Updated: Apr 20
Capital of Design Valencia celebrates in style.
Every two years since 2008, the World Design Organization has recognised a special city with outstanding architecture, and urban design that drives civic engagement, attracts businesses and appeals to discerning tourists. During a year-long showcase, the city can demonstrate its best practices in design-led urban policy and architectural innovation.
Combining the application of Mediterranean design with a thriving creative sector, Valencia has become an urban open-air art gallery. Valencia was named the World Design Capital for its striking infrastructure, notably the Turia Gardens, found in the old channel of the Turia river, which is a 10-mile stretch of gardens, cycling paths and jogging routes - a key thoroughfare for people moving around the city.
Prestigious events to celebrate the city's iconic architecture are being held throughout the year at various historical landmarks. These events focus on six main pillars; health and well-being, didactics of design, economy and innovation, heritage and identity, environmental sustainability and equity, inclusion and diversity.
Events worth visiting Valencia for in June include a Film & Design Festival and the World Design Experience Festival. September will be marked by a World Design Street Festival in the Turia Gardens and another celebration of interior design.
Why Valencia is the world design capital
If you’ve ever walked through Valencia’s charming streets, dramatic boulevards, and colossal urban parks, you’ll know why we say that Valencia has a millennia-long legacy of outstanding design. It’s the land of creativity, where tradition meets modernity, nature meets futurism, and artists fall in love.
Valencia's diverse architecture weaves a rich tapestry of intermingled societies. Founded more than 2,000 years ago, it has been marked by several great civilisations. Roman ruins lie beside Visigoth remains, grand Arabic walls and Gothic palaces.
From the gothic Lonja de la Seda, the 15th-century Silk Exchange, and Ignacio Vergara’s 19th-century Baroque facade at the Ceramics museum to the 20th-century art nouveau Central Market and the futuristic City of Arts and Sciences, hundreds of generations have influenced Valencia’s architecture and Mediterranean culture.
This mix of modernity and history coexists perfectly within the accepting environment of Valencia. Buildings that would look out of place anywhere else appear perfectly at home in Valencia. Notably, the impressive City of Arts and Sciences is an educational complex that enhances and balances with the natural environment.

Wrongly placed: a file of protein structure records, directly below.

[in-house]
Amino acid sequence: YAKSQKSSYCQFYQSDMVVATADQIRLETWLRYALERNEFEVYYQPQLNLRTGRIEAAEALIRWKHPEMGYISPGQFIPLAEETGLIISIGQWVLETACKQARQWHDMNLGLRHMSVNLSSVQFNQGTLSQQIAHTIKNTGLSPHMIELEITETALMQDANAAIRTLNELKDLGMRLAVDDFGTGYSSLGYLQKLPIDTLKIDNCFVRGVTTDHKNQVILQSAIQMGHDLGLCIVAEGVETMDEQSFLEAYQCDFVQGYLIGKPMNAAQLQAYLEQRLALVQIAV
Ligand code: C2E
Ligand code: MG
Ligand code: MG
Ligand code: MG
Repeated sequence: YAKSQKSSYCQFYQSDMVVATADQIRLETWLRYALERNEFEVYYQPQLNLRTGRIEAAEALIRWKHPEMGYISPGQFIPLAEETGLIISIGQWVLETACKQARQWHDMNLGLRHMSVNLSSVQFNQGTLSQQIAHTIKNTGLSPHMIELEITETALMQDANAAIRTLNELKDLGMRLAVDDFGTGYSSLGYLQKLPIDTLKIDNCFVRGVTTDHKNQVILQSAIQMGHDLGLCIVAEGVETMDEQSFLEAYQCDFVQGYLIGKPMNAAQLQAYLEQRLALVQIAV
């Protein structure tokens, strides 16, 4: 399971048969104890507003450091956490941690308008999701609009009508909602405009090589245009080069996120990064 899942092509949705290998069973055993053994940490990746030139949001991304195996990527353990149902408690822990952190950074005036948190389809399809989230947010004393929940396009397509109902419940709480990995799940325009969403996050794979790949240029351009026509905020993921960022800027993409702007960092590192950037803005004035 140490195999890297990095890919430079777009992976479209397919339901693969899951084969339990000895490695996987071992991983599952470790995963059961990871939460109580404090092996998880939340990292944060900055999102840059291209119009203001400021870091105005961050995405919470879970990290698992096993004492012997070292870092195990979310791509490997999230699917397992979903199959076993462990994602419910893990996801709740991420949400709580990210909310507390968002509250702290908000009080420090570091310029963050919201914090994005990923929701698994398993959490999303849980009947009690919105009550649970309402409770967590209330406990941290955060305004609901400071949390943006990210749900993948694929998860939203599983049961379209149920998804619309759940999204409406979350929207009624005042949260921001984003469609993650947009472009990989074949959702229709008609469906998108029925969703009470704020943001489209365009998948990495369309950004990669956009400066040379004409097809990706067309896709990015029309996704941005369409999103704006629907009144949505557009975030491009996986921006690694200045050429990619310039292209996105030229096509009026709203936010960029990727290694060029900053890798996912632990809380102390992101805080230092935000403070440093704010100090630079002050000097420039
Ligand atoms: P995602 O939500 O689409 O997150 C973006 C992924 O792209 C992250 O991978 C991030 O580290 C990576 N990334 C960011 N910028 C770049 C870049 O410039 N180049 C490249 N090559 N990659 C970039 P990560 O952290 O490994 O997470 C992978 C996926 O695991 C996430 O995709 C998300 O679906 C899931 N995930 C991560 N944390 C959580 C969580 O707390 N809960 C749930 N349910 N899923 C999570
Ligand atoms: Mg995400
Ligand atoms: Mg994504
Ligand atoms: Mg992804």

Built towards the end of the 20th Century and designed by world-famous Spanish architect Santiago Calatrava, The City of Arts and Sciences is found at the end of the Turia Gardens, where the mouth of the river would have originally been.
A vast avant-garde complex comprising glass, white concrete and steel, reflected in the surrounding ice-blue pools, this futuristic zone is as striking on a clear summer day as it is when floodlit at night.
Easily explore the design capital of the world
- Agenda / Valencia World Capital of Design 2022
Navigating Valencia's meandering streets to visit the various site has been made easy with an interactive map app. The Valencia Design Map shows locations and routes to the art galleries, architectural masterpieces, cafés, and restaurants that make Valencia so unique. Search by neighbourhood or theme and be sure not to miss a thing.
What makes Valencia so special?
Valencia is a truly unique city and the first within Spain to have been given such a regal title, joining the ranks of global cities such as Seoul, Mexico City and Cape Town as a visionary city, leading innovation and design. Valencia was worthy of this great honour and might be the most deserving winner yet. Here’s why!
- City of Arts and Sciences, Valencia
1- The city's design heritage has evolved over millennia to be an eclectic mix of styles and influences, making it stand out even from its neighbours.
2- The events programme features one-of-a-kind celebrations such as the fiery and somewhat feral Fallas Festival. And Valencia being Valencia, we expect many more processions, marching bands and beautiful dresses to follow.
3- Each neighbourhood has its unique art. See ceramic tiles made and painted in exquisite Mediterranean blue designs along the streets of Manises, and wander the streets of El Carmen, admiring modern street art. This adds to the feeling of Valencia being an extensive collection of interlinked villages rather than a fully-fledged city.
4- Valencia is very accessible; most design landmarks are a short distance from each other and within walking distance of the centre. Cycling around the city is also easy, owing to its bike-share scheme and lack of hills.
5- Valencia boasts a lively and vibrant cultural lifestyle with museums, art galleries (notably, the Museum of Fine Arts), and incredible parks dotted with families having picnics and friends kicking around a ball on a summer’s day.
Undoubtedly, 2022 will be a year to remember for the new Capital of Design, the Mediterranean city of Valencia. With so much to see and celebrate this year, we’ll keep an eye on the programme to experience as many festive events as possible.
Even if you've visited Valencia before, there's much more to see and experience in this idyllic Mediterranean city. Valencia has a remarkable history, exquisite cuisine, beautiful architecture and charming landscapes where ancient memories meet modern design.
Now is the time to select where to stay to discover this incredible city, and we have some excellent recommendations for you to read.